According to the Bureau of Justice Statistics, 23 percent of contact sexual offenders were younger than 18 at the time of their offense, with 16 percent under the age of 12. The statistics further show that in more than a third of sexual-abuse cases against minors, the perpetrators also were juveniles; with victims younger than 6, 40 percent of the offenders were juveniles.

These situations, which are often consensual for teenagers and part of age-appropriate play and curiosity for younger children, seldom make the headlines. The cases of “40-year-old man charged with sexual assault of 6-year-old child,” however, blare from every media source for days on end, and in as sensationalized terms as possible, whenever they occur.

“Michael” is a former police officer in Colorado. In telling about the “sex offense” cases he remembers the most vividly, he related these, cases he was required to visit as an officer in order to verify their registration compliance.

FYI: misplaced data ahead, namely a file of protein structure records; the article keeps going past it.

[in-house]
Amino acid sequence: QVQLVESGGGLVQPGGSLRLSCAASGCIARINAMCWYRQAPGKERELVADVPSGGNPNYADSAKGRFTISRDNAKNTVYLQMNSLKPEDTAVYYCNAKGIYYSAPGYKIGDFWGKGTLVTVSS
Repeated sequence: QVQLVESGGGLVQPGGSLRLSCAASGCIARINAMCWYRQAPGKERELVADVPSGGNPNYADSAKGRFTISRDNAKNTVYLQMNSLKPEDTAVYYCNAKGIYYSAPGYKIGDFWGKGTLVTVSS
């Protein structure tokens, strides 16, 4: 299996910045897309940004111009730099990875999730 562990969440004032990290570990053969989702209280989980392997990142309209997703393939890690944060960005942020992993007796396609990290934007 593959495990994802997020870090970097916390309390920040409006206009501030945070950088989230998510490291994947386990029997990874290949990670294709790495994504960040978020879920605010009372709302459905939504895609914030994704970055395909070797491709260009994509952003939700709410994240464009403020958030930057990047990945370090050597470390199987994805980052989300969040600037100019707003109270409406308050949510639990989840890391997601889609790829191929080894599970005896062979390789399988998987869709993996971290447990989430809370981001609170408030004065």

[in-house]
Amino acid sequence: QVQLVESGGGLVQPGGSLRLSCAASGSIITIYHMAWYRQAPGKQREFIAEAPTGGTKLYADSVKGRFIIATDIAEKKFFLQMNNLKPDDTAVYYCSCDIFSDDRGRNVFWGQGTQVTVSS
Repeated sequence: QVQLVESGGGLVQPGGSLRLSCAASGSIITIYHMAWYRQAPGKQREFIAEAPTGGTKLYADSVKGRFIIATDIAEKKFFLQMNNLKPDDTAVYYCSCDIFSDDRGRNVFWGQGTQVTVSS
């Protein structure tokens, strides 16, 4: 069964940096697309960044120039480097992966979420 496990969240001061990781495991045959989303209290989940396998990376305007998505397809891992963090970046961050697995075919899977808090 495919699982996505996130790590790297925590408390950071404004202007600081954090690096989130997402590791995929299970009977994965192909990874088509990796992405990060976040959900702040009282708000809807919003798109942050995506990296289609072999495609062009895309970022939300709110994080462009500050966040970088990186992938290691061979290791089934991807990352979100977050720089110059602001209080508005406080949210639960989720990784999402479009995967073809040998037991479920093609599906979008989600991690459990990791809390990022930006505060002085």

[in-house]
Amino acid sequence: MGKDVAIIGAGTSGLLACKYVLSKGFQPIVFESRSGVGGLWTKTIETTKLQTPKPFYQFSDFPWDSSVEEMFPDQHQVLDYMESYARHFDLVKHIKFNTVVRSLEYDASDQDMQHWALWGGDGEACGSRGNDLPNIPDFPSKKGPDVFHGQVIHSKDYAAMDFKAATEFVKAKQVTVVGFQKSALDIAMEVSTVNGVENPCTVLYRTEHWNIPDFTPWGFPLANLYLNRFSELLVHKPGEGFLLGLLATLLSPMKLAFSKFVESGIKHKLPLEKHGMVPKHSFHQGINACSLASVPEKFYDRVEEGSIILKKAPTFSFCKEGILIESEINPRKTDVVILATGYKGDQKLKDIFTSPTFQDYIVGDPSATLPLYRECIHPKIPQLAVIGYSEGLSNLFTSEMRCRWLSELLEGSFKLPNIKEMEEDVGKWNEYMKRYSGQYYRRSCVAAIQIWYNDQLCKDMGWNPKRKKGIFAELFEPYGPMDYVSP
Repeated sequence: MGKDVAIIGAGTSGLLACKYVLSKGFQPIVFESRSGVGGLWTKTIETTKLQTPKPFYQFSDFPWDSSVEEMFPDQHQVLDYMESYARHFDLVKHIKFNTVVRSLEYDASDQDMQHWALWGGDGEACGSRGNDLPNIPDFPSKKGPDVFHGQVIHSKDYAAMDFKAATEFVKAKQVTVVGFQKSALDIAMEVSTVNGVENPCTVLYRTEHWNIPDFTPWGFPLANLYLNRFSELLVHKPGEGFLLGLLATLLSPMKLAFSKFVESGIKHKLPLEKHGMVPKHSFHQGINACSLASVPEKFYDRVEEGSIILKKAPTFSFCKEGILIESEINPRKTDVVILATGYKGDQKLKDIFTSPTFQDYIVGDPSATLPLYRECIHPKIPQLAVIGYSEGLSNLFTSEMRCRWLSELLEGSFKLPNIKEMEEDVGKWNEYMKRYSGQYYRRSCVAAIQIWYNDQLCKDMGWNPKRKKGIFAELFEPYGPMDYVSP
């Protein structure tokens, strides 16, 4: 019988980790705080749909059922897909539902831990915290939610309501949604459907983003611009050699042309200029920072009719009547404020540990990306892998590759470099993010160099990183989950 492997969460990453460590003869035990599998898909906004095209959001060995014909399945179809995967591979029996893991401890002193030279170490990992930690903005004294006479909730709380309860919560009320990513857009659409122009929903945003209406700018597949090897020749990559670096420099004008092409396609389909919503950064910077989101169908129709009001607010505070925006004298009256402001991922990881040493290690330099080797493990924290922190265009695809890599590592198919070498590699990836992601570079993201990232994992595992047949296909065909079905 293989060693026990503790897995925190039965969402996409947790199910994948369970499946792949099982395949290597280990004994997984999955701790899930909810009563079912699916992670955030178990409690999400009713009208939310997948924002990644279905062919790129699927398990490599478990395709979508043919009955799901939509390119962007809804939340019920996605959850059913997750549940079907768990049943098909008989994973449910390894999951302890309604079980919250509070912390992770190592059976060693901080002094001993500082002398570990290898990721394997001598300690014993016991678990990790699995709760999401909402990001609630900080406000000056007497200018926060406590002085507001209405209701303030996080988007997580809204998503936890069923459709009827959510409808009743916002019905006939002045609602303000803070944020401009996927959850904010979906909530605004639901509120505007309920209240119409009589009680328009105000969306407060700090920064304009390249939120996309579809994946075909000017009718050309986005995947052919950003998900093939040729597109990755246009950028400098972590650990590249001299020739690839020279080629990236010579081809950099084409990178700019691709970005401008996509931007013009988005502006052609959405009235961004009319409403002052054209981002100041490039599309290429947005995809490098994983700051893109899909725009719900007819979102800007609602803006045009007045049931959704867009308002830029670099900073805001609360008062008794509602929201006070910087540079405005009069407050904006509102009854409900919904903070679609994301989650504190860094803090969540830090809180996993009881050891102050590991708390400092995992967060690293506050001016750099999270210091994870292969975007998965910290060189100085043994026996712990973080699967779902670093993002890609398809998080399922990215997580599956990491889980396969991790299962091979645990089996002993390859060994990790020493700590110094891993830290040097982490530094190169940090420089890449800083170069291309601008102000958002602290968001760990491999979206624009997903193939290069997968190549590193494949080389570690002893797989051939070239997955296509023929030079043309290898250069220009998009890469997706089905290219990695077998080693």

“A 10-year-old male (yes, I said 10) was at a sleepover at a 9-year-old male friend’s house. The mother of the younger boy walked into the bathroom, and both boys were naked, laughing, and poking at each other’s privates. Instead of being a parent and telling them to knock it off, she called the police. The older child was charged and forced to register on the sex offender registry.

“After a homecoming game that her school won, an 18-year-old female cheerleader boarded the bus with the rest of the students to return to their school. She saw the opposing side’s cheerleaders outside the bus, lowered the window, pulled down her underwear, and “mooned” them. She was subsequently charged and registered as a sex offender.